|Current Topic: Technology|
|| 6:36 pm EST, Jan 5, 2005
] There are only seven months left before the FCC takes
] away your right to watch digital television on a device
] that isn't Hollywood-approved. Under the new "Broadcast
] Flag" regime, the FCC will mandate that every digital
] television device include the kind of technology that we
] see in cable PVRs (that erase your stored episodes of
] "Six Feet Under" after two weeks so that you'll be forced
] to pay-per-view your end-of-season marathon) and media
] center PCs (that won't let you burn "The Sopranos" to DVD
] because HBO has set a no-record flag in their cablecasts
] to force you to buy the DVD boxed sets).
] The tiny silver lining here is that if you can get an
] open, freedom-loving digital television tuner between now
] and the summer, you'll be able to go on doing practically
] anything you like with the digital television you receive
] over the air and with your unencrypted cable signal. If
] you choose to do this by plugging a DTV tuner into your
] computer, you'll be able to archive your shows on your
] hard-drive, manipulate them with your favorite editing
] software, and email clips to your friends.
Thought some of you might be interested in this info. There's some specific info for mac users in the article.
'Broadcast Flag' regime
|| 1:33 pm EST, Jan 4, 2005
] Reenie's head chip woke her by steadily increasing
] the perceived volume of a song by a British comedy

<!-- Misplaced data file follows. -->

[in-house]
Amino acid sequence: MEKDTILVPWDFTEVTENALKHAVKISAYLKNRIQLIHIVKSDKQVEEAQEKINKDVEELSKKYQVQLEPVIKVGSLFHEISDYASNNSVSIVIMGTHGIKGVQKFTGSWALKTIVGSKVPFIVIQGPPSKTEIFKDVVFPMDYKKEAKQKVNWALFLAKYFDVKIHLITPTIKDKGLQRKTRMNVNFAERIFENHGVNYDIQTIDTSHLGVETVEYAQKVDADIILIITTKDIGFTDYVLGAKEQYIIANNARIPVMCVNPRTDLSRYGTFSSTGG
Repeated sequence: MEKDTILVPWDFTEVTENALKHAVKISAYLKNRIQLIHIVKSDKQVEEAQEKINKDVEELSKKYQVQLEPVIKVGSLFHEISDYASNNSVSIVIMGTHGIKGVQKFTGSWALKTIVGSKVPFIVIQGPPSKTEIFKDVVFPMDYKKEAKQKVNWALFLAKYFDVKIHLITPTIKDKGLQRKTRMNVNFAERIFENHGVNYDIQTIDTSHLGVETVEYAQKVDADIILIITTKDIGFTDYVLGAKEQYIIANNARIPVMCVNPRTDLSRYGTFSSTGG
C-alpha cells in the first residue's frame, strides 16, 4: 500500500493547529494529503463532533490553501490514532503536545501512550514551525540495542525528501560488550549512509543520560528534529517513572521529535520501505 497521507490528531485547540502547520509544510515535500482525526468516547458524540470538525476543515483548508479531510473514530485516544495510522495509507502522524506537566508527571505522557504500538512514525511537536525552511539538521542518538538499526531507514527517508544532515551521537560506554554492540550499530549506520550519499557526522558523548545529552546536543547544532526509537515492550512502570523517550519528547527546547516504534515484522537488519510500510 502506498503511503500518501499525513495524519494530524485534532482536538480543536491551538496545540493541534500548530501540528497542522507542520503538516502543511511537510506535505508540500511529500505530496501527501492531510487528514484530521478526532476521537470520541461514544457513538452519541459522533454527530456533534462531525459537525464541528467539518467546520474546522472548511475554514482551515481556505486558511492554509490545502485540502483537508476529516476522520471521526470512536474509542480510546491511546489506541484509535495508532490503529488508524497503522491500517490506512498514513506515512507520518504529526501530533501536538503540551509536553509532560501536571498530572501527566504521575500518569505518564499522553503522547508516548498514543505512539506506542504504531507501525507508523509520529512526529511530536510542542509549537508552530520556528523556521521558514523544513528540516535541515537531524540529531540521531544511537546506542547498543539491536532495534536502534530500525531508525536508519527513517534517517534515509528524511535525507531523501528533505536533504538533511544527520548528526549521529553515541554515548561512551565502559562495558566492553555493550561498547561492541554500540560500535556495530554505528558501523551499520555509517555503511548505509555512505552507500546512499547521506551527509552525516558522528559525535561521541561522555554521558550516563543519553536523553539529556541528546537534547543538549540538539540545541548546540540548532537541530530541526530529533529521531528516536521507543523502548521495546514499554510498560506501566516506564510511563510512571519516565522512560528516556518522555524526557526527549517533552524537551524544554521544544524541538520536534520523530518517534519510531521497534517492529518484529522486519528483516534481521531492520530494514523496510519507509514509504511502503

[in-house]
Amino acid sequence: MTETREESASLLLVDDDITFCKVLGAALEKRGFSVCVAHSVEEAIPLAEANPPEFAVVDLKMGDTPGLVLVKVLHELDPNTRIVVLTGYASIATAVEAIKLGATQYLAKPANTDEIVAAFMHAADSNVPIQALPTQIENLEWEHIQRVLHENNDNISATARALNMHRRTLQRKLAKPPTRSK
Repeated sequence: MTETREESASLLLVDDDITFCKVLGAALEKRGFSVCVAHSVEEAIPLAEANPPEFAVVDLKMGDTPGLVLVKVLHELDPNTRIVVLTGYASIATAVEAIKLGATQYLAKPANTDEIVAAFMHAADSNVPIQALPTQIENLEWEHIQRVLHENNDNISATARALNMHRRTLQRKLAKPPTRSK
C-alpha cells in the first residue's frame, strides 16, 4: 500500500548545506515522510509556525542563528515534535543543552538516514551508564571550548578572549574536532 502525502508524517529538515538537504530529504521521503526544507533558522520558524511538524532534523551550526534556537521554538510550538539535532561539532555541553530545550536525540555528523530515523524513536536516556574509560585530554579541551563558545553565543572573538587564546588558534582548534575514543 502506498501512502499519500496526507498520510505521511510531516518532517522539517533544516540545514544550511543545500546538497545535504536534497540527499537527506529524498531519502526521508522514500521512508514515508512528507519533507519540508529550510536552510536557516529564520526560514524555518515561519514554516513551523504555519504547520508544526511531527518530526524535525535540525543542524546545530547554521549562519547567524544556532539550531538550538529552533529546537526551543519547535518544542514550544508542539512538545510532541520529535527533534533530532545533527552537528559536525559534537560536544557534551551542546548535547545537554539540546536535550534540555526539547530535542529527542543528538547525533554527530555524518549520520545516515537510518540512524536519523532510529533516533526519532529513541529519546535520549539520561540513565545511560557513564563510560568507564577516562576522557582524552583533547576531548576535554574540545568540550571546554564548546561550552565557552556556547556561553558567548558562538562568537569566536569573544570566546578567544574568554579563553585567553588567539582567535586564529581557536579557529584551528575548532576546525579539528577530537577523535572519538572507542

] troupe. Lots of trippy dreams last night. She
] couldn't remember them all this morning, but she was
] sure they were cool. She rolled out of bed and prepared
] for her "Commute" to the adjoining room. Reenie
] loved her job, well, as much as she could love any job.
] She got to work from home as much as she liked.
] Avoiding the mirror, she slipped on her jeans from
] yesterday and a sweatshirt. She had bought some new comfy
] clothes over the past week. For some goofy reason, all
] she seemed to have in her closet were suits and foreign
] yuppie wear, which were just not her. Maybe she could
] donate them to the homeless.
] Reenie's home workspace was a chaos of unwashed
] laundry, cola cans and papers. As she savored her morning
] A-1 Cola, she decided to interface with the office, make
] sure nothing was going on. "Good morning, Beth.
] How's things?"
If you liked "Ownz0red" by Cory Doctorow, which many of you did, you will definitely like this quick little 10 minute read. Futurismic is collecting short sci-fi stories and putting them on the web.
||Motorola Apple iPod phone imminent?
|| 8:12 am EST, Dec 17, 2004
] Motorola and Apple are working together to develop a
] phone that will connect to a Mac or PC using a cable or
] Bluetooth connection that will be able to play back
] iTunes songs on the phone, including rights-protected
] songs acquired from the iTunes Music Store.
Motorola Apple iPod phone imminent?
||Wikipedia Creators Move Into News
|| 9:45 pm EST, Nov 29, 2004
] We seek to create a free source of news, where every
] human being is invited to contribute reports about events
] large and small, either from direct experience, or
] summarized from elsewhere. Wikinews is founded on the
] idea that we want to create something new, rather than
] destroy something old. It is founded on the belief that
] we can, together, build a great and unique resource which
] will enrich the media landscape.
Welcome to Wikinews
Wikipedia Creators Move Into News
||Google Desktop Search: Security Threat (The other side)
||10:04 am EDT, Oct 18, 2004